To create that new marketplace populated with deep links, developers and comprehensive mobile app search, Quixey has a mobile deep linking standard called AppURL, and it has fairly wide adoption among mobile startups and small companies. The problem is that every other mobile deep linking startup and large company has its own standard, too.

Facebook’s App Links specification is vying with Google’s App Indexing and Twitter’s App Cards, built off its existing Twitter Card structure, to become an industry standard. URX is advancing its own technology, called Omnilinks, as is Deeplink.me. Another open-source specification, mobiledeeplinking.org, has the backing of Twitter’s recently acquired TapCommerce and others including Vungle and Flurry.

The mobile deep-linking community openly acknowledges the need for a universal standard to increase developer uptake and industry adoption. Yet in the early stages of getting mobile deep links off the ground, fragmented and siloed efforts have resulted in an array of convoluted specifications.

Deeplink Tags by Platform (1)

Deep link tags by platform. (Source:URX.)

“If someone could’ve gone back and mentioned a standard five years ago, we wouldn’t be having all this trouble,” said URX’s Fyall. “But we didn’t, so they each naturally evolved into their own thing.”
On the OS level, Android and iOS govern how deep links are implemented in apps. The standards exist on the Web level, the link structure for recognizing a deep link on different platforms. URX did a study this past July, measuring how many of the current top 200 mobile apps by download use deep links, the specific website mapping tags to an app’s URI scheme. Their research found that only 22% of apps had deep links, and only 8% of apps contained deep links for both Android and iOS.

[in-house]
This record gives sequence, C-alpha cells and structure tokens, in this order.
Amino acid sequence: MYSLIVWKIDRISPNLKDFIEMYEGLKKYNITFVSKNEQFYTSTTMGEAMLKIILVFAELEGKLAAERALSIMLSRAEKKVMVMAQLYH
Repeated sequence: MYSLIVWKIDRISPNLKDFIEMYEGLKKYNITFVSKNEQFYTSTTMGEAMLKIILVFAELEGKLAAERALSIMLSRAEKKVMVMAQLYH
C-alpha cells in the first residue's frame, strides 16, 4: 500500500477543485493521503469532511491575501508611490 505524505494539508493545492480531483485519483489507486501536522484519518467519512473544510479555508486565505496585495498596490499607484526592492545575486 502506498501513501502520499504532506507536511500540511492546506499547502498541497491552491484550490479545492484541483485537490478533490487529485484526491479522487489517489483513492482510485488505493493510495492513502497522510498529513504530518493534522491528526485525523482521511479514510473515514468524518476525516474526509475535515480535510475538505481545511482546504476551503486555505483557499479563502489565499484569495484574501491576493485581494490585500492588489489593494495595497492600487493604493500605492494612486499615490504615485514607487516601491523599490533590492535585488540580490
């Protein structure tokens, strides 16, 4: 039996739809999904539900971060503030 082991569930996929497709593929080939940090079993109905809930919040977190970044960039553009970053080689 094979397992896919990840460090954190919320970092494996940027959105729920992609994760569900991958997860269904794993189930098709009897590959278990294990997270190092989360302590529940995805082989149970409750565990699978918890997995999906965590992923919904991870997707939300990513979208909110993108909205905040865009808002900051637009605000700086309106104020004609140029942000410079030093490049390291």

URX is trying, with its own cross-platform API and standard, to clean up the mess of tags and link structures developers are faced with to make deep links accessible for all. Even that, though, sows more fragmentation on a structural level. Vungle’s Kindig said that despite their good intentions, the individual specifications of URX, Deeplink.me and others are not operating on a standardized URL backbone, the link structure a mobile OS parses to establish a deep link.

“I think what URX and Deeplink.me are doing is great, but it’ll never solve the problem,” Kindig said. “What needs to happen is more people need to contribute an open-source initiative like mobiledeeplinking.org or another, so that any capable developer can move forward with deep linking on their own. URX has its own URL. Facebook has its own version of a URL, when you look at mobile. So that’s the problem. It’s all fragmented, and it’s very monopolized. The future and the solution is a universal standard.”

On the open-source side, standards like mobiledeeplinking.org simply don’t have the traction or backing of larger companies to get the open-source contributions they need for adoption. Facebook’s view of competing open-source standards is that they’ll eventually converge into a handful of approaches rather than dozens. Yet in the short term, Clark said while App Links doesn’t want to get in the way of other efforts, Facebook is still pushing ahead with its own.

“Whether it’s a formal standard or just a coalition of partner companies, we are non-dogmatic about it. But at the end of the day, getting something common that folks can march in the same direction to is very valuable,” Clark said. “The phase we’re in right now is very exploratory, so we’re trying to get as many impressions and opinions about what matters in mobile linking on the table so we can sort through them and put the most broadly applicable protocol in place.”